I recently got a heavy dose of insight and encouragement from The Minister of Silly Walks himself, Monty Python's John Cleese. What he said hit so close to home that I just had to share.
First, a little background. I’ve said before that writing is a painful but worthwhile process. For me, a brief’s life cycle goes something like this: (1) excitement, (2) curiosity, (3) abject dread, and (4) relief.
Step 3 seems to occupy more than half my time. I’ve often wondered why I spend so many hours in a psychological dungeon. It just seems so unnecessary and counterproductive.
Or maybe not.
The other day, I watched this Instagram reel from John Cleese on creativity. (In 2020, he published a book on this topic. I haven’t read it, but I’ve ordered it.) In the reel, Mr. Cleese describes research into a phenomenon that we writers know all too well: Whenever we work on a problem, we experience discomfort, anxiety, and agitation until we resolve the issue at hand. We don’t like it. We want it to stop. And the best way to make it stop is to choose a course of action that puts the whole affair behind us.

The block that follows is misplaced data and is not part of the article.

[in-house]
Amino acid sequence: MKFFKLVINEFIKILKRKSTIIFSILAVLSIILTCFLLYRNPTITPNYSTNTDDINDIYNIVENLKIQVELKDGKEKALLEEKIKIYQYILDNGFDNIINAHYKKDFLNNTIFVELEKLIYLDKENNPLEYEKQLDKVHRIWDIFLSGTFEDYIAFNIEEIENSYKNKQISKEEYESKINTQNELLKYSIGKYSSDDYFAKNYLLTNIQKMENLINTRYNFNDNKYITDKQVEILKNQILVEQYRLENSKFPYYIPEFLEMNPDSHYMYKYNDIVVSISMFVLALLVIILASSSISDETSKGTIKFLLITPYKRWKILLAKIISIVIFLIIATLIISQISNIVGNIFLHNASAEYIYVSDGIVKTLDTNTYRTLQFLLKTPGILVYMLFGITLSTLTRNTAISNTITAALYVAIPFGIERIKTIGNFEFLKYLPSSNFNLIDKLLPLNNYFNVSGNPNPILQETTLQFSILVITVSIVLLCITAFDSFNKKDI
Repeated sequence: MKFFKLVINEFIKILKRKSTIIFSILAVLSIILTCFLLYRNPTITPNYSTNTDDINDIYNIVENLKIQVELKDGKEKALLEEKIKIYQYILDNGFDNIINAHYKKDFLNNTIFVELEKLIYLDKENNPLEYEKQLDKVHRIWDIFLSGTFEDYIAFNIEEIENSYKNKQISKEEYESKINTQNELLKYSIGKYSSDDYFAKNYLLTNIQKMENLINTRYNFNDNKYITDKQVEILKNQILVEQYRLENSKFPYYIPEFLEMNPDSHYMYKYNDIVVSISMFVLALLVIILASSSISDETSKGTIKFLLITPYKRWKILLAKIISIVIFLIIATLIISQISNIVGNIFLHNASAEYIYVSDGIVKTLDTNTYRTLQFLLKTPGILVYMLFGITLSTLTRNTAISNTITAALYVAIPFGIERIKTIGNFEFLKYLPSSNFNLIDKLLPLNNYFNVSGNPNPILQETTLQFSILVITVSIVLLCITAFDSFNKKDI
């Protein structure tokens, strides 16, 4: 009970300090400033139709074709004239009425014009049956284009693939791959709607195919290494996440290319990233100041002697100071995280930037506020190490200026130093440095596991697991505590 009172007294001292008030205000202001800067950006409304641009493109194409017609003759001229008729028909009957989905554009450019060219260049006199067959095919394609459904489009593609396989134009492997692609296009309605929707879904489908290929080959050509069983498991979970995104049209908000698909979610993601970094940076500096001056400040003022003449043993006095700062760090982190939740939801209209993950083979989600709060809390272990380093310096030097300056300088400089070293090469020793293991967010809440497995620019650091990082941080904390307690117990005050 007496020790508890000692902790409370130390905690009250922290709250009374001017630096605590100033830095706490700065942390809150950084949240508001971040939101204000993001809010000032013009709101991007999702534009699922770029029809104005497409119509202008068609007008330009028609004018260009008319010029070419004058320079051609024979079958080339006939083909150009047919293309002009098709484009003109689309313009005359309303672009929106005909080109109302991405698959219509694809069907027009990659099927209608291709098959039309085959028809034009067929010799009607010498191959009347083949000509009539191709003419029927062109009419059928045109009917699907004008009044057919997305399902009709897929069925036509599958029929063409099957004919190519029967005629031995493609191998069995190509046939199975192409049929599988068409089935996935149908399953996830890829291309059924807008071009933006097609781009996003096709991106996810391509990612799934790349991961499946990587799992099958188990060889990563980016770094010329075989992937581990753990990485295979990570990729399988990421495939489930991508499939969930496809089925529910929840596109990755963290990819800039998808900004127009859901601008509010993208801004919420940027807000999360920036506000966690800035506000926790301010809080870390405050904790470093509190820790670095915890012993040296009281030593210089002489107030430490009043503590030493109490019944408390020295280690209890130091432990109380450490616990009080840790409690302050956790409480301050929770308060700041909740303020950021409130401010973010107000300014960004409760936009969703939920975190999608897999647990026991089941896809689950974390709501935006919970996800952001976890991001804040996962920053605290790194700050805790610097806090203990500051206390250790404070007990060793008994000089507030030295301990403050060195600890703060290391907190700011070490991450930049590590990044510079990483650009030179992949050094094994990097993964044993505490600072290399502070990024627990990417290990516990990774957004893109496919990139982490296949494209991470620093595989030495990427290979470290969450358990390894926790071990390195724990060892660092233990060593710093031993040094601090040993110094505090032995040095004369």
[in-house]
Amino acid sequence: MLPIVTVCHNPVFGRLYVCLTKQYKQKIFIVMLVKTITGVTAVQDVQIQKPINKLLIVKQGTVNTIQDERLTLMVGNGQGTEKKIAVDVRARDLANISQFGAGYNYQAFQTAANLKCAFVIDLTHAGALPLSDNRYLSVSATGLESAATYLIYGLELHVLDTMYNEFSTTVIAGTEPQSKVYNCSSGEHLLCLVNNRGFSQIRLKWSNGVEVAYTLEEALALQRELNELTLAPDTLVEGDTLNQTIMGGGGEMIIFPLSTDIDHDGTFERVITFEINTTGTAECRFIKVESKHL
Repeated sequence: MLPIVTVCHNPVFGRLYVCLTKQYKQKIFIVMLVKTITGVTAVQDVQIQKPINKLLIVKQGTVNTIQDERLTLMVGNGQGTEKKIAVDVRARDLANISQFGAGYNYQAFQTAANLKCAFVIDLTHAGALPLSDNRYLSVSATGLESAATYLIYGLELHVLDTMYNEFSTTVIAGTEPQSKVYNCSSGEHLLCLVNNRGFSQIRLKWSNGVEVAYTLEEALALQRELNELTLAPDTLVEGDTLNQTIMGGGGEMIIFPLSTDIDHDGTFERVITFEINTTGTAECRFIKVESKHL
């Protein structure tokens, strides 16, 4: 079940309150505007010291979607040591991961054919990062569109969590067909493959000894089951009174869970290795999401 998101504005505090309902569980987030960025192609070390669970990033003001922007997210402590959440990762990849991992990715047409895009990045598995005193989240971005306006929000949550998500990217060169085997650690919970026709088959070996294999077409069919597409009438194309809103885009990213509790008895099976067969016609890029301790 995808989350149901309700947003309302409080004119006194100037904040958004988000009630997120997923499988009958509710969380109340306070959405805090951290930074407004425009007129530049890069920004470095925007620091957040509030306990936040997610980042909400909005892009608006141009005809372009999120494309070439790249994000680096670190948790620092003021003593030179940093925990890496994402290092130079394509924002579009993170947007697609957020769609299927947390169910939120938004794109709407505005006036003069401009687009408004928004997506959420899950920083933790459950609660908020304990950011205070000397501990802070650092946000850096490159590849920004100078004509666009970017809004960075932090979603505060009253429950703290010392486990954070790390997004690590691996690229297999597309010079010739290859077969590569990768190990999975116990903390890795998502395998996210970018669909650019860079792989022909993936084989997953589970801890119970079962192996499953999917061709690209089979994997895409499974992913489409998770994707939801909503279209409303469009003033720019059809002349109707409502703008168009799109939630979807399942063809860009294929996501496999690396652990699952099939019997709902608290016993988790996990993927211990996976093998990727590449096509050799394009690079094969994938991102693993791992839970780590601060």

This is where creative people excel. According to Cleese, “the most creative professionals” “have learned to tolerate this discomfort for much longer.” This tolerance allows them to “put in more pondering time.” And as you’d expect, this extra mental effort leads to more creative solutions.
This is very good news. Suffering through anxiety isn’t pointless after all. It serves a noble purpose: The longer you spend sweating it out, the better-conceived your brief will be. If you’re like me, your most impressive achievements emerge after long stretches spent laboring through the issues and painstakingly presenting difficult arguments in a simple and persuasive way. It’s not fun at the time. But when you file that winning brief at the end, the satisfaction is glorious.
Pain is temporary. Victory is forever.